Monday 15 May 2023

Neo-Victorian Voices: The Daughter of Doctor Moreau, Silvia Moreno-Garcia (2022)

Historical fiction meets science fiction in the latest book I’m writing about as part of my Neo-Victorian Voices series, on novels written in the twenty-first century but set in the nineteenth. Moreno-Garcia’s The Daughter of Doctor Moreau (2022) is inspired by H.G. Wells’s classic tale of man playing God—The Island of Doctor Moreau (1896).

Readers of the original novel will recognize some common elements—the mad vivisectionist Dr. Moreau, his alcoholic assistant Montgomery, and a host of Beast Folk (here, “hybrids”), the result of the scientist’s experiments. But there are significant departures too. While The Island of Doctor Moreau is set in the South Pacific, the action of The Daughter of Doctor Moreau takes place in a remote part of the Yucatán peninsula in nineteenth-century Mexico. And while our characters are isolated, they are not on an island—a backdrop of real political strife ups the stakes as the novel comes to its dramatic conclusion. Then too, there’s the daughter of the title. Carlota Moreau (the doctor’s illegitimate child) is one of our two point of view characters, along with Montgomery. There’s no straight man, like Edward Prendick, to mirror reader responses to the story—all the characters are implicated in the ethical questions at the novel’s heart, some in ways they don’t initially realize.

There’s lots to love here—a well-paced Gothic tale, a classic Victorian story in an unusual setting, and feminist commentary layered over the moral questions that Wells’s classic raises. I would have enjoyed a few more concrete descriptions of the hybrids, especially given the medical training Carlota receives from her father, to keep the novel more clearly in the realm of scientific speculation, rather than sheer fantasy. Another line Moreno-Garcia walks is in her depiction of the relationship between Montgomery and Carlota. While their age gap isn’t unusual for the period, she seems aware that modern readers may take issue with Montgomery’s attraction to a girl he first met as a child. As a result, the conclusion to the story between them seems a little non-committal, in a way that, for me, made the ending less satisfying.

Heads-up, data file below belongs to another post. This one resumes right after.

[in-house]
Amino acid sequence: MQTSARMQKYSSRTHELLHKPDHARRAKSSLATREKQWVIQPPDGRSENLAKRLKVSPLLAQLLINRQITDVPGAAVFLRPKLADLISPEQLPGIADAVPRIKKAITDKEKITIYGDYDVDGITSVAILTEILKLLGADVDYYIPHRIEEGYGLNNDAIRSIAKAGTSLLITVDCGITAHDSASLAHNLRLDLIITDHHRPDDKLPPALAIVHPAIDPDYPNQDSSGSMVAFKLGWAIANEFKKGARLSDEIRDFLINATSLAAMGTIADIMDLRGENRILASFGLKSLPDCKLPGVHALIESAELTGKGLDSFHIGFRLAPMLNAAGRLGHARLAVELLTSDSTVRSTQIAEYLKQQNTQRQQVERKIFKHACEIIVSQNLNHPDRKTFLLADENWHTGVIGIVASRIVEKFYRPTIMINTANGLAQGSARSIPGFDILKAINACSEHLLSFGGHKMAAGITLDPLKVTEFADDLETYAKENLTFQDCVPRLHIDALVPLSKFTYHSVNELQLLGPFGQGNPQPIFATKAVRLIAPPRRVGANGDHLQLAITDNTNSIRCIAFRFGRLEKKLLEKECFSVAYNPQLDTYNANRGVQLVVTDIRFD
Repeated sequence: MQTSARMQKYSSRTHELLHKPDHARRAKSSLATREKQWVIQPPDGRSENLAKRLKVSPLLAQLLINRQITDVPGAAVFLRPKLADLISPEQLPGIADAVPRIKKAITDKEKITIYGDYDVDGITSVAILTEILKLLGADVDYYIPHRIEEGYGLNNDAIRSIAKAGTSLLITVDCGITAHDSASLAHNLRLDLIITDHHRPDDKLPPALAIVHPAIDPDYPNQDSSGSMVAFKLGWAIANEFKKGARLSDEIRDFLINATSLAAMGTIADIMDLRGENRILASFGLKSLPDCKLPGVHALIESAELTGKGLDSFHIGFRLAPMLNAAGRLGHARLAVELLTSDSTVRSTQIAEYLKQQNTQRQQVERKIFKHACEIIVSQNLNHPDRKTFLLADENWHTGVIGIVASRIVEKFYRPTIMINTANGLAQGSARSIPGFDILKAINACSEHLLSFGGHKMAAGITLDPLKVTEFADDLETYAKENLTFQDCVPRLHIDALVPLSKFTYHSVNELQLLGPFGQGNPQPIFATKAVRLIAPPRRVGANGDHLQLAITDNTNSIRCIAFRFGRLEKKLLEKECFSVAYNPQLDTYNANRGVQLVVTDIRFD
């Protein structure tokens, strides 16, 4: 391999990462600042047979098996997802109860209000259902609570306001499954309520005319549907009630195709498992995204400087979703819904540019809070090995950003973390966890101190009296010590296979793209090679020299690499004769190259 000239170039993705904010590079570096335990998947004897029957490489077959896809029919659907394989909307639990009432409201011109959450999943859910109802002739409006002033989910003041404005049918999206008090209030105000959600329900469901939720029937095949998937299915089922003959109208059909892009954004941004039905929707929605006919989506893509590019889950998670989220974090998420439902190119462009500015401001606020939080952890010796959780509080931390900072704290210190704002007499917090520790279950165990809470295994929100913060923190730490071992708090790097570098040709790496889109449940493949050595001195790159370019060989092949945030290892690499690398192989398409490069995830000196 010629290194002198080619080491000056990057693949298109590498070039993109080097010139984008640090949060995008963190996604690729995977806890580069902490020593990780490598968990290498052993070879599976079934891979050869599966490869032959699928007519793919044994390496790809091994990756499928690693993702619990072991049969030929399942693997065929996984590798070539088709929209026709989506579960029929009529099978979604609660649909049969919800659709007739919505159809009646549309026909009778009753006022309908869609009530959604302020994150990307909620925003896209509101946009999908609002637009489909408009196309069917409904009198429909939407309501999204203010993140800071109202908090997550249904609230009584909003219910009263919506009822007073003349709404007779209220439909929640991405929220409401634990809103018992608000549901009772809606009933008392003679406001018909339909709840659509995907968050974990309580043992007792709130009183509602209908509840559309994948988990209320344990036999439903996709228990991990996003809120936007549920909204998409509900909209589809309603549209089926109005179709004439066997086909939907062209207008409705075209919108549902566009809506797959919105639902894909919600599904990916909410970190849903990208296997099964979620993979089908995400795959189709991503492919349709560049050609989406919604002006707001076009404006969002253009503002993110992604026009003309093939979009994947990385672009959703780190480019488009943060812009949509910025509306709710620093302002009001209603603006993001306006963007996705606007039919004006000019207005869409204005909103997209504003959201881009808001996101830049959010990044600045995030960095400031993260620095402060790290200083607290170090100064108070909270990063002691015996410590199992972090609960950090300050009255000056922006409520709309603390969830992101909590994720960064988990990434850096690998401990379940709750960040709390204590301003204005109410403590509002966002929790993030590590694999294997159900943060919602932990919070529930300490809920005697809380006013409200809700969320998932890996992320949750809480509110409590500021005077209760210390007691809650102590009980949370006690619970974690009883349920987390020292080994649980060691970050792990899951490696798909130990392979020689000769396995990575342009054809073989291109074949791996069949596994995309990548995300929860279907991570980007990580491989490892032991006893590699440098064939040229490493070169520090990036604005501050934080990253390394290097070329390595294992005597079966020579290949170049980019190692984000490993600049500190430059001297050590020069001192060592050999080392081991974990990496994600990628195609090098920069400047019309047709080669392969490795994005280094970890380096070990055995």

Did you read The Daughter of Doctor Moreau? I’d love to know what you thought of it. And do let me know which novel you’d like to see me review next as part of the Neo-Victorian Voices series—here, on Facebook, on Instagram, or by tweeting @SVictorianist. Want monthly updates about this blog and my writing straight to your email inbox? Sign up for my mailing list here

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